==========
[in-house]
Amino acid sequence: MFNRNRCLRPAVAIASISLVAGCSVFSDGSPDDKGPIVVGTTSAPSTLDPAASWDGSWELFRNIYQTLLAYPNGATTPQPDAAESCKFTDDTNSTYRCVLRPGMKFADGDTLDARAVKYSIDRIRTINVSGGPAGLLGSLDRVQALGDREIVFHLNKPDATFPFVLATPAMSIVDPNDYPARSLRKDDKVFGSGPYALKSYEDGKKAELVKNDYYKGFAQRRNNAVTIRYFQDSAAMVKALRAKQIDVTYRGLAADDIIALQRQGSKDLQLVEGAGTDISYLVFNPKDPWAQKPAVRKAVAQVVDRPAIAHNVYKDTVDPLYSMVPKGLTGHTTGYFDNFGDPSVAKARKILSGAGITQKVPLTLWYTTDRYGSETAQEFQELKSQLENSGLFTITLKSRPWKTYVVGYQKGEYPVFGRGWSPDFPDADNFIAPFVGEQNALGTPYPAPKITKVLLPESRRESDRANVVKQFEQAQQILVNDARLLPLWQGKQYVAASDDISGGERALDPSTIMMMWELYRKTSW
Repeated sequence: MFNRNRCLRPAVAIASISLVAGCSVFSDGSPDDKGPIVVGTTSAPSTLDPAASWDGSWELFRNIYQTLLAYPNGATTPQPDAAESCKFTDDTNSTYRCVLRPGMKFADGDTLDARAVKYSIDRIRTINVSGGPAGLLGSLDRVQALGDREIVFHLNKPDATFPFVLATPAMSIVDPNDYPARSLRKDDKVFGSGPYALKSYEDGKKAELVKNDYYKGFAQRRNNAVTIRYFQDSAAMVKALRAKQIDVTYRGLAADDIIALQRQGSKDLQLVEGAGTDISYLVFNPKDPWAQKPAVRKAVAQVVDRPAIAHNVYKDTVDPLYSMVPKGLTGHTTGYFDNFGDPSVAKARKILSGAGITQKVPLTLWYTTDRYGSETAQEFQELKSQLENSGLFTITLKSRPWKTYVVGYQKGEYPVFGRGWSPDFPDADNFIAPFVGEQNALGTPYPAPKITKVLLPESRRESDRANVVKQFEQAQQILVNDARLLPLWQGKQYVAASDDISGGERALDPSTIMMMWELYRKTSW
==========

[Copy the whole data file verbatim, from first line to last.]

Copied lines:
[in-house]
Amino acid sequence: MFNRNRCLRPAVAIASISLVAGCSVFSDGSPDDKGPIVVGTTSAPSTLDPAASWDGSWELFRNIYQTLLAYPNGATTPQPDAAESCKFTDDTNSTYRCVLRPGMKFADGDTLDARAVKYSIDRIRTINVSGGPAGLLGSLDRVQALGDREIVFHLNKPDATFPFVLATPAMSIVDPNDYPARSLRKDDKVFGSGPYALKSYEDGKKAELVKNDYYKGFAQRRNNAVTIRYFQDSAAMVKALRAKQIDVTYRGLAADDIIALQRQGSKDLQLVEGAGTDISYLVFNPKDPWAQKPAVRKAVAQVVDRPAIAHNVYKDTVDPLYSMVPKGLTGHTTGYFDNFGDPSVAKARKILSGAGITQKVPLTLWYTTDRYGSETAQEFQELKSQLENSGLFTITLKSRPWKTYVVGYQKGEYPVFGRGWSPDFPDADNFIAPFVGEQNALGTPYPAPKITKVLLPESRRESDRANVVKQFEQAQQILVNDARLLPLWQGKQYVAASDDISGGERALDPSTIMMMWELYRKTSW
Repeated sequence: MFNRNRCLRPAVAIASISLVAGCSVFSDGSPDDKGPIVVGTTSAPSTLDPAASWDGSWELFRNIYQTLLAYPNGATTPQPDAAESCKFTDDTNSTYRCVLRPGMKFADGDTLDARAVKYSIDRIRTINVSGGPAGLLGSLDRVQALGDREIVFHLNKPDATFPFVLATPAMSIVDPNDYPARSLRKDDKVFGSGPYALKSYEDGKKAELVKNDYYKGFAQRRNNAVTIRYFQDSAAMVKALRAKQIDVTYRGLAADDIIALQRQGSKDLQLVEGAGTDISYLVFNPKDPWAQKPAVRKAVAQVVDRPAIAHNVYKDTVDPLYSMVPKGLTGHTTGYFDNFGDPSVAKARKILSGAGITQKVPLTLWYTTDRYGSETAQEFQELKSQLENSGLFTITLKSRPWKTYVVGYQKGEYPVFGRGWSPDFPDADNFIAPFVGEQNALGTPYPAPKITKVLLPESRRESDRANVVKQFEQAQQILVNDARLLPLWQGKQYVAASDDISGGERALDPSTIMMMWELYRKTSW